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A good book may have the power to change the way we see the world, but a great book actually becomes part of our daily consciousness, pervading our thinking to the point that we take it for granted, and we forget how provocative and challenging its ideas once were - and still are. The Structure of Scientific Revolutions is that kind of book. When it was first published in 1962, it was a landmark event in the history and philosophy of science. Fifty years later, it still has many lessons to teach.
With The Structure of Scientific Revolutions, Kuhn challenged long-standing linear notions of scientific progress, arguing that transformative ideas don't arise from the day-to-day, gradual process of experimentation and data accumulation but that the revolutions in science, those breakthrough moments that disrupt accepted thinking and offer unanticipated ideas, occur outside of "normal science", as he called it. Though Kuhn was writing when physics ruled the sciences, his ideas on how scientific revolutions bring order to the anomalies that amass over time in research experiments are still instructive in our biotech age.
Note: This new edition of Kuhn's essential work in the history of science includes an insightful introduction by Ian Hacking, which clarifies terms popularized by Kuhn, including paradigm and incommensurability, and applies Kuhn's ideas to the science of today.
Thomas Kuhn's famous "Structure of Scientific Revolutions", today taken as classical text about the history of Science, is of amazing importance to understanding of the evolution of science.
Kuhn was the first who elucidated the concept of PARADIGM in a relation to science. Paradigm, which we should understand as a pattern of thought - rather than a theory or model, is the pervasive component of almost any human intellectual activity.
Kuhn proves that the evolution in science goes in a revolutionary way, by a process called "paradigm shift" which is usually abrupt and fast. One of the symptoms of the paradigm shift is the process of textbook rewriting - when the change appears to be unavoidable and untenable to the previous paradigm. Kuhn describes Copernican revolution, progress in chemistry, Newtonian physics, quantum mechanics and Einstein's theory or relativity as the key examples illustrating his concept.
Very good book - should not be too difficult to read even to those who did not practice science.
I think, there is also another reason to read it.
When reading it I could not avoid thinking about the another field of activity where we witness revolutions and paradigm shifts: the history of Web. The web grown to today's size, mostly between 1995 to 2000 - in just 6 years it has changed so much - media, knowledge ...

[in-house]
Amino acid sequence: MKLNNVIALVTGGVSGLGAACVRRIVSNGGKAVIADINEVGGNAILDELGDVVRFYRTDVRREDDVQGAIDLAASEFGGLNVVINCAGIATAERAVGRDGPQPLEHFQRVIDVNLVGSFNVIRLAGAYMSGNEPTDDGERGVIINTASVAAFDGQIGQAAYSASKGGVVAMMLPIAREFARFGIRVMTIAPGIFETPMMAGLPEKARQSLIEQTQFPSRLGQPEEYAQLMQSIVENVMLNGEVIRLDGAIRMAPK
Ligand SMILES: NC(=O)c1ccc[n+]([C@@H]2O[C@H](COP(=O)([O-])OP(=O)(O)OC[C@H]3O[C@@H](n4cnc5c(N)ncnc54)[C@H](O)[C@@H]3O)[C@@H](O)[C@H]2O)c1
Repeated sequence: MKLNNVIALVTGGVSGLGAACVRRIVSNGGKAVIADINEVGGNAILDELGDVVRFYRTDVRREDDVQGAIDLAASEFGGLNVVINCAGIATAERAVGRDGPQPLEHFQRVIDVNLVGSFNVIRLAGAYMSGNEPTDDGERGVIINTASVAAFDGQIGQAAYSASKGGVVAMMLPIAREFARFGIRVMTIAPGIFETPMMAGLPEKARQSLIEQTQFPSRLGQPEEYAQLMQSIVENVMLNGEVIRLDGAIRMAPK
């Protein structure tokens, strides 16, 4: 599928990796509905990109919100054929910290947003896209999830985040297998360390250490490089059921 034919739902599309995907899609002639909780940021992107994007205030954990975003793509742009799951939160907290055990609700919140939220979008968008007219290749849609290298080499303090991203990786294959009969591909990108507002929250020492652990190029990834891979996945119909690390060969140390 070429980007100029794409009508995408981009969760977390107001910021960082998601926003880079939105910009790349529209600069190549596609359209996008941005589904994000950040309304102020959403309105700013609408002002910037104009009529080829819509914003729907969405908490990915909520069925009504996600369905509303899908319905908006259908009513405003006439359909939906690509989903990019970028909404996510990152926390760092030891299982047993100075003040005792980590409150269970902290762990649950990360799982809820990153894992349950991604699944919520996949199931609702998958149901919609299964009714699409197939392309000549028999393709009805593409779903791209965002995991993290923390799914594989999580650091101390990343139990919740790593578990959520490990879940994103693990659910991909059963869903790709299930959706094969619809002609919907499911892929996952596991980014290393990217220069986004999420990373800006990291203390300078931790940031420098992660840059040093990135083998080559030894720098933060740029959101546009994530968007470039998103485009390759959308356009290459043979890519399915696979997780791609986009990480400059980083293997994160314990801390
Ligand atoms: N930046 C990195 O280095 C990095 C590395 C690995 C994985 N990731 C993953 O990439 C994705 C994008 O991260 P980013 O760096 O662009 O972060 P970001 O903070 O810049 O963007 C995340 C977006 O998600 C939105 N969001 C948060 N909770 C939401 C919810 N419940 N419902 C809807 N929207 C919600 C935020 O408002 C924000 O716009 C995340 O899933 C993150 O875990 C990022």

And, when we recall that the HTML was created in 1980, and HTTP in 1989 - we see that initially the old paradigm of communication was still prevailing. Until Netscape came with its killing application - the browser - and made the shift.
And I'm almost sure we are at the footsteps of another paradigm shift - that between today's web of documents and tomorrow's web of data (aka Semantic Web). Kuhn's book teaches us that it is not very easy to predict when will it happen, and that we probably will witness some dramatic changes. It also explains the latency with SW adoption.
14 of 15 people found this review helpful
an excellent reading of an excellent book. wow. the information is timeless because the way humans think and process information are constant. Kuhn has captured the essence of the (complex) process by which we think, test, and alter what we think we know.
6 of 6 people found this review helpful
I'm not quite sure what the others are talking about.
The reader was adequate. He certainly wasn't superbly engaging, but neither was he so horrible as to make the book unlistenable.
I was quite able to at least get the idea after a single listening, and so I don't think this is a bad format for less strenuous digestion of "Structure." Indeed, if you listen to it many times it might serve to totally replace the book.
Perhaps it is right to say that academic books usually reward slow readings and re-readings while stopping occasionally to consider what's being said or what has been said. The pause and reverse buttons can facilitate some of this with an audio book, but obviously this type of digestion of a work is more suited to reading than to listening. However, for a first time read-through this audio book will more than serve.
20 of 22 people found this review helpful